Touring – reviewed at Theatre Royal and Derngate, Northampton
Hedda Gabler is arguably one of the great theatrical roles for a woman. Manipulative, destructive, melancholic, she is a maelstrom of negative emotion that infects everyone around her. Patrick Marber reinvented and updated Ibsen’s classic, Hedda Gabler, for the National Theatre and this thrilling production is now touring the country. This week it’s at Northampton’s Royal and Derngate Theatre and it’s fair to say that its unpredictability had last night’s audience on the edge of their seats.
But it is soon clear, as the story unfolds, that Marber’s update falls short of placing Hedda and her sycophants in the 21st century. Here we have Hedda and her new husband, the dull-as-dishwater college academic Tesman, living in a spacious apartment with vidicom entry and a flashy modern fireplace. Yet mobile phones, tablets or computers, don’t appear to have been invented in Marber’s Norway – probably because their use would destroy key plot points.
So the couple still send letters (who does that any more?) and risk handwriting manuscripts without any thought to how perilous it is – though the neighbourhood has embraced what I can only assume is a lap-dancing club.
Ivo van Hove’s production is coldly clinical and dispassionate with Jan Versweyveld’s expansive letterbox set distorting the cast’s speech to make it sound as though they’re standing in an aircraft hangar. The hardboard walls are bare, there is hardly any furniture yet, bizarrely (perhaps it’s a Norwegian thing) there are buckets of flowers which, later in the production are destroyed (a shocking waste of blooms) in a frenzy of rage and frustration.
In the centre of the room is a piano and Hedda is slumped over its keys, picking out a dirge-like tune. She’s only been married a few months and she is bored. The marriage was a huge mistake and now she finds herself living in a flat that she doesn’t like, unable to fund its redecoration, and burdened with a man she abhors.
It’s a situation many will recognise but what is surprising is her reaction – or lack of it. Hedda can barely summon the energy to get dressed. She doesn’t go out, she’s rude to everyone, and appears unable to extricate herself.
Abhin Galeya’s affable Tesman seems innocuous enough but the unstable, caustic, Hedda can barely conceal her contempt for his attention to her and his love of history.
“Nothing excites him more than a dusty old bookshop!” She complains to her former lover, Brack. “I’m not interest in trug making in the middle ages. I don’t know anyone who is!”
For someone so indifferent and lethargic to life it is difficult to believe that she had such a racy past. Pre-marriage Brack had shared her bed as well as another academic, the alcoholic and volatile Lovborg.
Now dried out Lovborg has returned and his arrival is a catalyst that sets Hedda on a destructive course.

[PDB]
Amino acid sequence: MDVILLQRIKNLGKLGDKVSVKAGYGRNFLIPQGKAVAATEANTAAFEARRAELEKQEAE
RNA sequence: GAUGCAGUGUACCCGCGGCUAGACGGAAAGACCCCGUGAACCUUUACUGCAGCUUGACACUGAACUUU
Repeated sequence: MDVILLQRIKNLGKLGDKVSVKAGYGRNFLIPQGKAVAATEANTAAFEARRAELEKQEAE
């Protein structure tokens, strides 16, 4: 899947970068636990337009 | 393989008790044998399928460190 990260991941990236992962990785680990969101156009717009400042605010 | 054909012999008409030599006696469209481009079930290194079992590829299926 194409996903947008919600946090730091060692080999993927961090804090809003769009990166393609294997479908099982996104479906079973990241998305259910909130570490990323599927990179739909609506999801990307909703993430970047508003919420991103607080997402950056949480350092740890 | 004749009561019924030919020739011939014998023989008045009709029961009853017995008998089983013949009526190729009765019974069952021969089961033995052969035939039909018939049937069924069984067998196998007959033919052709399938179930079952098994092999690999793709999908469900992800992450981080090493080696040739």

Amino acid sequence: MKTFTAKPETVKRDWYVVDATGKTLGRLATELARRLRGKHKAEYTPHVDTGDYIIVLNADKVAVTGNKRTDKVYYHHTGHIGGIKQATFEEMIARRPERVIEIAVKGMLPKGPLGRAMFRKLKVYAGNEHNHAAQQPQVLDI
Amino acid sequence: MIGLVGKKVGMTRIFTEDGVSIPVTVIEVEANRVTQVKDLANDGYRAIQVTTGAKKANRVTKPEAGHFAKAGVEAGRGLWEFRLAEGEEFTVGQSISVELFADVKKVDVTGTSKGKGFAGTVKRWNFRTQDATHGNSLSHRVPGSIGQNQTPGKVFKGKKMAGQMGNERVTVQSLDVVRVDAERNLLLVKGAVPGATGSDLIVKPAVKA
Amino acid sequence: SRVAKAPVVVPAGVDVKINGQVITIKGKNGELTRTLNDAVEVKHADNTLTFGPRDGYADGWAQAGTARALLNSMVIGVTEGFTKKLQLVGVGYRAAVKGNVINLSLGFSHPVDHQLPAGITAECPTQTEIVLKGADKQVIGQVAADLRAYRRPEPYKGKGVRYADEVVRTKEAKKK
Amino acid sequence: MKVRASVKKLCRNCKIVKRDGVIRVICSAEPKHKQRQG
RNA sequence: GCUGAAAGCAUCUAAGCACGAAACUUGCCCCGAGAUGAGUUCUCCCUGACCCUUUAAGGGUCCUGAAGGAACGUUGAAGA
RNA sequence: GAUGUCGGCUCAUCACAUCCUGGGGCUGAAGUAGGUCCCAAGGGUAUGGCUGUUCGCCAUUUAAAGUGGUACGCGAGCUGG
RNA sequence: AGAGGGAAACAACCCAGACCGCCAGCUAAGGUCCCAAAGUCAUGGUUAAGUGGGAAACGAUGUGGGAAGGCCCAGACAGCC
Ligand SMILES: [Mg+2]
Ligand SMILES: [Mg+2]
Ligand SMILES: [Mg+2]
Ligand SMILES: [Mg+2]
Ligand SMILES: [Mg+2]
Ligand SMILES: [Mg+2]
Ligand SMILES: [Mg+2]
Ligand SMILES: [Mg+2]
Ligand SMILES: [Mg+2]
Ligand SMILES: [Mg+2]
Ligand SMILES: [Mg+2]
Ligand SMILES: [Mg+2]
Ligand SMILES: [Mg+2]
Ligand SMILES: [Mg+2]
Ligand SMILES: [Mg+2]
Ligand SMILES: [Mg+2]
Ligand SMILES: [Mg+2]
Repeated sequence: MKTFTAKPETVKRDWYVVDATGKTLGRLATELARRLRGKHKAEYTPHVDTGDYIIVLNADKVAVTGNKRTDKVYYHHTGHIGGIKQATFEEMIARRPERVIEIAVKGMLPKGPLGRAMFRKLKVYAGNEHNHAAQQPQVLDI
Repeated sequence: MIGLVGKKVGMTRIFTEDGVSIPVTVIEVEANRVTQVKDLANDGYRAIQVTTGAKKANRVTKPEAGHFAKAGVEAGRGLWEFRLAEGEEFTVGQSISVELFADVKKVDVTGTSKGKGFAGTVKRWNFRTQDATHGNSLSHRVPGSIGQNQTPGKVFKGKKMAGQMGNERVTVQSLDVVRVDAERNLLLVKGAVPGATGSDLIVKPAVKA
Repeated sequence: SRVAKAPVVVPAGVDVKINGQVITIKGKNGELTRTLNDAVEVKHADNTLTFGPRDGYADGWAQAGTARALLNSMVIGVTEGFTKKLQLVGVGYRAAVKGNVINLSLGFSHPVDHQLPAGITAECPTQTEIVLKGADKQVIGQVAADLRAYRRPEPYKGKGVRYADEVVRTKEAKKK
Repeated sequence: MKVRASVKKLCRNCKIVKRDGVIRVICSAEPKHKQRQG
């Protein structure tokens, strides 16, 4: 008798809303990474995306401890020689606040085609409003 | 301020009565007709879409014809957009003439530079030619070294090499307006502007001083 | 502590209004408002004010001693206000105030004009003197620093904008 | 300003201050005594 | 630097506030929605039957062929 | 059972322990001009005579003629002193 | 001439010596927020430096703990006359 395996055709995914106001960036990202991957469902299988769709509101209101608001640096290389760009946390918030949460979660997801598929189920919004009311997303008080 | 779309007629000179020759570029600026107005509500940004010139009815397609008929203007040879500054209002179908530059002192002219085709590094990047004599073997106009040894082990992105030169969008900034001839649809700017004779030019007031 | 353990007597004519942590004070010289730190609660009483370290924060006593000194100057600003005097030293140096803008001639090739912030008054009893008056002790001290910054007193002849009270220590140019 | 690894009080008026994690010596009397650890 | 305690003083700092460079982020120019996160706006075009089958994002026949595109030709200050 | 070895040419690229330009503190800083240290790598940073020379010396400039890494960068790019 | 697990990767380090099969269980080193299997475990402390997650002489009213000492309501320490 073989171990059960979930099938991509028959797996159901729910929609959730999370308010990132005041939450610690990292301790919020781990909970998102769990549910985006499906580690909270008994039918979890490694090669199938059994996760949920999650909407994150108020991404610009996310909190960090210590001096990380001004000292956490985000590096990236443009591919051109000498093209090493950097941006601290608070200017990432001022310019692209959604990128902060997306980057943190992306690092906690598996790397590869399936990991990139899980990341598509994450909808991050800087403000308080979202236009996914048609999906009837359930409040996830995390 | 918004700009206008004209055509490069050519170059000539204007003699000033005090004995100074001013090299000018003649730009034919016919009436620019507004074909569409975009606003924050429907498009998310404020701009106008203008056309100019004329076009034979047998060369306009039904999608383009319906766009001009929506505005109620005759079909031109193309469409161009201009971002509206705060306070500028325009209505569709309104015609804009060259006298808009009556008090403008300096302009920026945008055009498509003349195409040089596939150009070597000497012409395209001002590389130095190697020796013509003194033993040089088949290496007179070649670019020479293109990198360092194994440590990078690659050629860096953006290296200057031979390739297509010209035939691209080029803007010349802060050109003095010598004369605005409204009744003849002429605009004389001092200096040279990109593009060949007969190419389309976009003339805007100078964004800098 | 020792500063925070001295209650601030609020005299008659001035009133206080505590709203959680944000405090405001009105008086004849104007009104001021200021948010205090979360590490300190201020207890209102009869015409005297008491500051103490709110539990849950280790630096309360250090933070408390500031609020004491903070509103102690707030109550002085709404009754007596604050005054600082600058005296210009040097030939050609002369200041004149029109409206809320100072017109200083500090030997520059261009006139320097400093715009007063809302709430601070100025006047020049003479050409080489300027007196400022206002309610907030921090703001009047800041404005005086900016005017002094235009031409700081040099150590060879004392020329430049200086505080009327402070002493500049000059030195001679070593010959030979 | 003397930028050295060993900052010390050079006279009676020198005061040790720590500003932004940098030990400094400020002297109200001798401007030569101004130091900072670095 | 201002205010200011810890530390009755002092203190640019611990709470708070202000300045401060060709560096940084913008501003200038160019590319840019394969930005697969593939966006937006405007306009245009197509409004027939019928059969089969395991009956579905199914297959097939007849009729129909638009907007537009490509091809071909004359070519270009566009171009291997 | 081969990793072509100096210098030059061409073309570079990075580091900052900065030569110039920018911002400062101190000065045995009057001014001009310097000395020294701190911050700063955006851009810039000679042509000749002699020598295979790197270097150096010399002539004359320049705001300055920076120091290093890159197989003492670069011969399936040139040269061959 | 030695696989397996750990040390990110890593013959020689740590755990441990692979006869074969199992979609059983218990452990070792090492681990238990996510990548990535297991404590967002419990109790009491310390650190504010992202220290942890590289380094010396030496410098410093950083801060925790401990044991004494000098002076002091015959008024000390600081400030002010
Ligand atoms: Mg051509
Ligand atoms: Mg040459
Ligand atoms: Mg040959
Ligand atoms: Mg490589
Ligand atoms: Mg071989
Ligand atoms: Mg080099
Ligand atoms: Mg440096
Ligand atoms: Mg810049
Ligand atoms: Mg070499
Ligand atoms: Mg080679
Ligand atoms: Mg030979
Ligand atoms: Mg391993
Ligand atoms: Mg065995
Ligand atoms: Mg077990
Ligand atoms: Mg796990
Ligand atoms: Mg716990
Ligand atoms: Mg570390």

Her power and influence over the men in her life is astonishing, her manipulation deadly and her lack of empathy making her a borderline sociopath. How is it possible for them to love her?
Lizzy Watts’ gives a bold, fearless and beautifully nuanced performance as the unhinged, manic depressive Hedda.
She’s engrossing. Often there is just a slight change of expression, a raised eyebrow or a crinkle in the side of her mouth. She rarely exerts herself beyond moving from chair to floor.
Yet you can’t take your eyes off her. What’s she going to do next? Who will be hurt? Her erratic and unpredictable outbursts, particularly when she reaches for her father’s old pistols, send out shockwaves.
But Ibsen’s 19th century Hedda is a completely different kettle of fish to Marber’s modern interpretation, with their roles, and influences in society, in stark contrast.
That’s one of the problems of updating a story. Just where do you stop before altering the context?
Ibsen’s Hedda, for all her flaws, would still be a victim to social convention, trapped in a marriage and forced to make the best of a bad job. A modern woman would head for the divorce courts and take him for every penny.
She’s degraded and abused by Brack but refuses to be cowed by his violence. Even so, her final scenes in his hands, are mesmerising and almost unbearable to watch.
Ivo van Hove’s direction is steady, the pace barely changing even in the play’s shocking denouement, which does occasionally affect the tension.
Peripheral characters are barely used. Madiena Nedeva as Berte, the maid, sits on a chair and occasionally buzzes in a new guest. In the second act she stands up to light the fire.
Christine Kavanagh, as Tesman’s aunt, also only has a couple of brief scenes, which is a waste.
The men – Tesman, Brack (a quite menacing Adam Best) and love rival Lovborg (Richard Pyros) dance around Hedda like moths to a flame. You know that it won’t end well.